Erin Wasson for Harper’s Bazaar Singapore

Writer / Producer: Dana Poblete // Photographer: Yu Tsai // Fashion Director: Kenneth Goh // Co-Producer: Ashley Heaton / Cool Hunt


When I meet Erin Wasson in the flesh at The Hollywood Roosevelt Hotel, she is just as I had imagined: a tangle of waves, no makeup, baggy white T-shirt under a baggy black sweater, impossibly skinny black jeans, her arms inked almost haphazardly with little tattoos, and her dog Cream basking in the golden Los Angeles sunlight just a couple feet from her cowboy-booted feet.  Erin kicks off the skinny brown boots (I think they’re by R. Soles, one of her favourites) and I glimpse silver toe rings and a delicate silver anklet that had been hidden in them and realize that her accessories are simply a part of her.  All of it—the hair, the boots, the tattoos, the raspy voice, the cigarette—is an extension of the authenticity of Erin Wasson.

She talks about the Chanel Metiers d’Art pre-fall 2014 show she just walked a few days ago in Dallas. Chanel’s takeover of her beloved hometown was a bit overwhelming for the Texas sweetheart, but in the end she proclaims, “I adore Karl.”  After fifteen years in the business she observes, “There was a time when being at a show and being on set and being in that circle of the fashion industry felt very special, and it felt like we all had a secret.  It wasn’t until a magazine came out that we shared our secret.”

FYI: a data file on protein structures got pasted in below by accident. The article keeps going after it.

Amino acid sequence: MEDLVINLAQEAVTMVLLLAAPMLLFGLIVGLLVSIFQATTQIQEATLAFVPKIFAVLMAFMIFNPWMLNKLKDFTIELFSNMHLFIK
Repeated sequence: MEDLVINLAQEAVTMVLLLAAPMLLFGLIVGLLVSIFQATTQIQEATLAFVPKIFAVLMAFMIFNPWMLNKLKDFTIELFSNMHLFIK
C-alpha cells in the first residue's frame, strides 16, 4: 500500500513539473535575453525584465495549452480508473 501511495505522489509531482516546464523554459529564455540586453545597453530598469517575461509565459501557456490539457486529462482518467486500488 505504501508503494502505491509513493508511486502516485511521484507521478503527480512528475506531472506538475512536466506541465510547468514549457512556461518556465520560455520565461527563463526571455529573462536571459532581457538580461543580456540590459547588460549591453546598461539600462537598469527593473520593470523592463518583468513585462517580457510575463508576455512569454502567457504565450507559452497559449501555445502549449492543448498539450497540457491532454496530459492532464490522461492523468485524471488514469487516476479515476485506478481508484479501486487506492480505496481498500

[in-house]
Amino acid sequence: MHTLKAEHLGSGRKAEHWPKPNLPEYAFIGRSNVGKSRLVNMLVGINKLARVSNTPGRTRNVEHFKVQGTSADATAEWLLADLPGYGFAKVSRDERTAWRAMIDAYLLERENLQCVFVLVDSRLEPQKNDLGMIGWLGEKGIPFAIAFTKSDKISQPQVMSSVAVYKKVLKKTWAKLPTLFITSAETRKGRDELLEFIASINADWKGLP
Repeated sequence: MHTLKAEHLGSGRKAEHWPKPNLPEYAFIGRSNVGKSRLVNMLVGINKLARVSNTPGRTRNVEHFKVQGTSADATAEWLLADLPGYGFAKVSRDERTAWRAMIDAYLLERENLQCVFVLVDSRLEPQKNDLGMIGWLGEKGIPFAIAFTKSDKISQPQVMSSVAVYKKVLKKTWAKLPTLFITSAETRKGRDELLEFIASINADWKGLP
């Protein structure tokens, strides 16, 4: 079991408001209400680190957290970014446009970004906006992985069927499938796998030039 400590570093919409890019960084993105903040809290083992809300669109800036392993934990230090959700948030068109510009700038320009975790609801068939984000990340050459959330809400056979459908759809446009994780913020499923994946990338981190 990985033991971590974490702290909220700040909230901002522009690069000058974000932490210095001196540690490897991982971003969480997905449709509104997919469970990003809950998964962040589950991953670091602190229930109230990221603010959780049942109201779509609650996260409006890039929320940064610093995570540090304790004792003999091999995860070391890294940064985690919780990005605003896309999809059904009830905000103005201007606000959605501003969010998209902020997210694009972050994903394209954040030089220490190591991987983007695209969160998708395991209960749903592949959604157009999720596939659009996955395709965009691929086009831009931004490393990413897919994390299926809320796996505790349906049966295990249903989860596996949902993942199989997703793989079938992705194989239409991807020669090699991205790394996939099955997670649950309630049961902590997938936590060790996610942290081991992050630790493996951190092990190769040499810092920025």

When Erin first came onto the scene in New York after working locally in Dallas for three years, a meeting with Mario Testino made her career.  “I walked in there with a Xerox copy of polaroids, that’s all I had,” Erin says.  “I think about a month later I was doing a single girl story for American Vogue with Mario.”  It must have been impossible for Testino to resist the dynamic contrast of Erin’s gritty American vibe and her classic beauty. Speaking of her career span she adds, “It’s about finding people that understand who you are and what you will and will not put up with and what’s right and wrong for you.  You put a lot of trust into other people’s hands to guide your career into a place to set yourself up for success and to set yourself up for longevity.”

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